Effects and Side Effects Of Tramadol Abuse
What is Tramadol?Tramadol (also marketed as Ultram or Ultracet) is a prescription opioid pain reliever used for the treatment of moderate pain. It works via two molecular mechanisms in the brain:
Immediate Effects and Adverse Effects of Tramadol Use
Tramadol relieves pain and possibly depression-related symptoms in patients with co-morbid mental health conditions.
While tramadol itself has a weak affinity for the mu-opioid receptor, several of its metabolites have far more affinity, likely leading to some of the desirable effects of tramadol use.
Unlike other centrally acting opioids (such as morphine or heroin), tramadol doesn’t seem to have a clinically relevant respiratory depression effect on patients (only seen in patients who take considerably more than the recommended dose).
By prescription, tramadol is most frequently taken orally, although intravenous and intramuscular formulations exist.
Effects that are associated with tramadol administration include:
- Lack of inhibition.
- Mellowed affect.
Some adverse effects associated with tramadol use include:
- Loss of appetite.
Long-Term Effects of Tramadol
Generally speaking, tramadol has a low abuse potential (especially when compared to other opioid analgesics).
For years, tramadol was heralded as a non-abusable replacement option for many of the existing opiate painkillers.
However, because tramadol is such an effective pain medication, the potential for abuse naturally does exist and we’ve now seen tramadol abuse becoming more prevalent over the past few years.
If a user takes tramadol repeatedly over a period and develops a tolerance for the drug, an overdose may occur when that user takes more than normal to achieve the desired effect.
Tramadol overdoses can be very serious if they occur, and can cause:
- Neurological toxicity.
- Respiratory failure.
- Serotonin syndrome.
- Mild cardiovascular disruption.
Symptoms of overdose may include:
Because tramadol abuse is not prevalent, long-term studies of the consequences of tramadol abuse have not been conducted.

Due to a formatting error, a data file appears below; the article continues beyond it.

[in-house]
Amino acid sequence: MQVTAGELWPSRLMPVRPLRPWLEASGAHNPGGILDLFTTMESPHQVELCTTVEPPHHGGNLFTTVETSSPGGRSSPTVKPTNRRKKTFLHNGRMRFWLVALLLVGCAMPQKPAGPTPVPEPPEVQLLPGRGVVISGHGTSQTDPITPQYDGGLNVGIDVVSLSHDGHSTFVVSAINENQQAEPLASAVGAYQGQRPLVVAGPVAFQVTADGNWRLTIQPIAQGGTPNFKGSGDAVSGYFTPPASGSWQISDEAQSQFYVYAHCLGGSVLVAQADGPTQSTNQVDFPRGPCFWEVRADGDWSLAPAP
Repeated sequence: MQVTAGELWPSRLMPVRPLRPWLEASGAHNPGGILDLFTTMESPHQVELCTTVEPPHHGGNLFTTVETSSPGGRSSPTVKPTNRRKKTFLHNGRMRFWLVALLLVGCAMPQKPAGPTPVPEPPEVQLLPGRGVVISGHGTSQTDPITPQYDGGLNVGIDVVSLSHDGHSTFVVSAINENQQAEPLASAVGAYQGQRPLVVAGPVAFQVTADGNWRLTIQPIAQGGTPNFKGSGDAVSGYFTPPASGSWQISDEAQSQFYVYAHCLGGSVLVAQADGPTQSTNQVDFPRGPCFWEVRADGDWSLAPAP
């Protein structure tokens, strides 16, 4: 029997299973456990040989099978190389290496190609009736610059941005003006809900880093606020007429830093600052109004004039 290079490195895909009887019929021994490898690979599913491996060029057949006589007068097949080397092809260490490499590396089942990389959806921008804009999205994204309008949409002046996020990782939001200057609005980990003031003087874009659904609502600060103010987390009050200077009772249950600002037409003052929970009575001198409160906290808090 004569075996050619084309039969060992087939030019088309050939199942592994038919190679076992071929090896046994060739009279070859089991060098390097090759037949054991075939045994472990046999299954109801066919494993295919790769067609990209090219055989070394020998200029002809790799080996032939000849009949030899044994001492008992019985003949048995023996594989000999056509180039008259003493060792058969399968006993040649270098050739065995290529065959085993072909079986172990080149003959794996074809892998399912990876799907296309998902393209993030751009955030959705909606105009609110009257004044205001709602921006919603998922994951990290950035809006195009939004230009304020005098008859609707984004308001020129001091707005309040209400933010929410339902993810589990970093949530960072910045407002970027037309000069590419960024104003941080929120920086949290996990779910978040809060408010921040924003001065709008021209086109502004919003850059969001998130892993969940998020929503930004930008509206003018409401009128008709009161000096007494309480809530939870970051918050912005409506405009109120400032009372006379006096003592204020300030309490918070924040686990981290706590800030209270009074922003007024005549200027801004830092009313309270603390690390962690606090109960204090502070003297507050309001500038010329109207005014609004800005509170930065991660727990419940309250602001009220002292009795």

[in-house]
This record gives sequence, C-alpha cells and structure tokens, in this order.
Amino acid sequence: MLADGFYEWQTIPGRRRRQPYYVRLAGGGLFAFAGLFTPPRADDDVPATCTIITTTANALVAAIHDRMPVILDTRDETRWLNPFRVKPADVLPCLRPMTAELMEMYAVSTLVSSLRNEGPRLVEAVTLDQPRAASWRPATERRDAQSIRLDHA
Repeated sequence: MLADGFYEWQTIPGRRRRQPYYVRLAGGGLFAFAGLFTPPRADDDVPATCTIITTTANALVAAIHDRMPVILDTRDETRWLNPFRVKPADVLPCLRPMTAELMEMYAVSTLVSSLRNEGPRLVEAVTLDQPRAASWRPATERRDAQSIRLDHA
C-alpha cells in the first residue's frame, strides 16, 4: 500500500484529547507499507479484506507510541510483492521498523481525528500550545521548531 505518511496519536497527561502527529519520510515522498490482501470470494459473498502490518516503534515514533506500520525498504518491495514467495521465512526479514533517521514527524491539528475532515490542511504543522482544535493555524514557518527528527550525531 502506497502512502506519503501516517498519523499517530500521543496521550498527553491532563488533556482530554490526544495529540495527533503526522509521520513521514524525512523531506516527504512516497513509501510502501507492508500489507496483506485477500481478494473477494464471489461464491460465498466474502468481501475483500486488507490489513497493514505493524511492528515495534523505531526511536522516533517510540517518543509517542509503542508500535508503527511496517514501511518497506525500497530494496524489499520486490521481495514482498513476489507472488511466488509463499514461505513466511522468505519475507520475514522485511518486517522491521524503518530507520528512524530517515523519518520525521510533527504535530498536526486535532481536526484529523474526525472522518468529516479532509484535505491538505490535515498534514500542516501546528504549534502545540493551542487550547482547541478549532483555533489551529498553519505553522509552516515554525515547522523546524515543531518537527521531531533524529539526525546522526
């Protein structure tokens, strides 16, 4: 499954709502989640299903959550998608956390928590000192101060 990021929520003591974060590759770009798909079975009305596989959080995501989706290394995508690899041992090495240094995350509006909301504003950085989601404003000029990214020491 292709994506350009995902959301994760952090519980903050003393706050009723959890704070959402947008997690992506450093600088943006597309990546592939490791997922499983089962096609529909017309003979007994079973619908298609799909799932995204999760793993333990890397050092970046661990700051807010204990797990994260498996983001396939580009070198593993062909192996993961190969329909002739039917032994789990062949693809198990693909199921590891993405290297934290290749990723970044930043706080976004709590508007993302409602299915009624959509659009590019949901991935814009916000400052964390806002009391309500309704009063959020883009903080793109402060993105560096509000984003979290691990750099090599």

How Tramadol Addiction Changes Your Life
The vast majority of tramadol abusers actually have a history of substance abuse (typically a substance other than tramadol), and many have been prescribed the medication legally for pain control purposes.
However, due to developed tolerance, users can become out of control and use far more tramadol than recommended, ultimately becoming addicted both physiologically and psychologically to the drug.
Tramadol addiction can have adverse effects on the user's social, occupational, and mental health.
Many tramadol abusers report strained family relationships, as well as troubles in the workplace and/or at school. Due to their perpetual need to obtain tramadol, many abusers report financial trouble associated with clinic visits or purchasing the drug illegally.
Pregnant women may also experience trouble with their developing fetus while using tramadol, as the newborn may be physiologically addicted when born to a tramadol-addicted mother.
Tramadol Addiction and Mental Health
Historically, people who become addicted to tramadol frequently suffer from comorbid, or co-occurring substance abuse as well, often times other opioids (such as heroin or morphine).
A Tramadol addict who is also receiving treatment for depression or anxiety is at an increased risk of serotonin syndrome.
There is an increased prevalence of substance abuse in patients reporting mental health conditions, such as depression and anxiety, and tramadol is no exception.
Unique to tramadol, abusers may experience hallucinations while using or withdrawing from tramadol, which may present more like a psychiatric crisis instead of an addiction crisis, because of the overlapping symptomatology.
Tramadol, in addition to its analgesic effects, also decreases reuptake of neurotransmitters that are involved (and often imbalanced) in clinical depression. Therefore, a tramadol addict who is also receiving treatment for depression or anxiety is at an increased risk of serotonin syndrome.
Serotonin syndrome can be life threatening, and is characterized by a markedly increased concentration of serotonin in the synapses between neurons in the brain.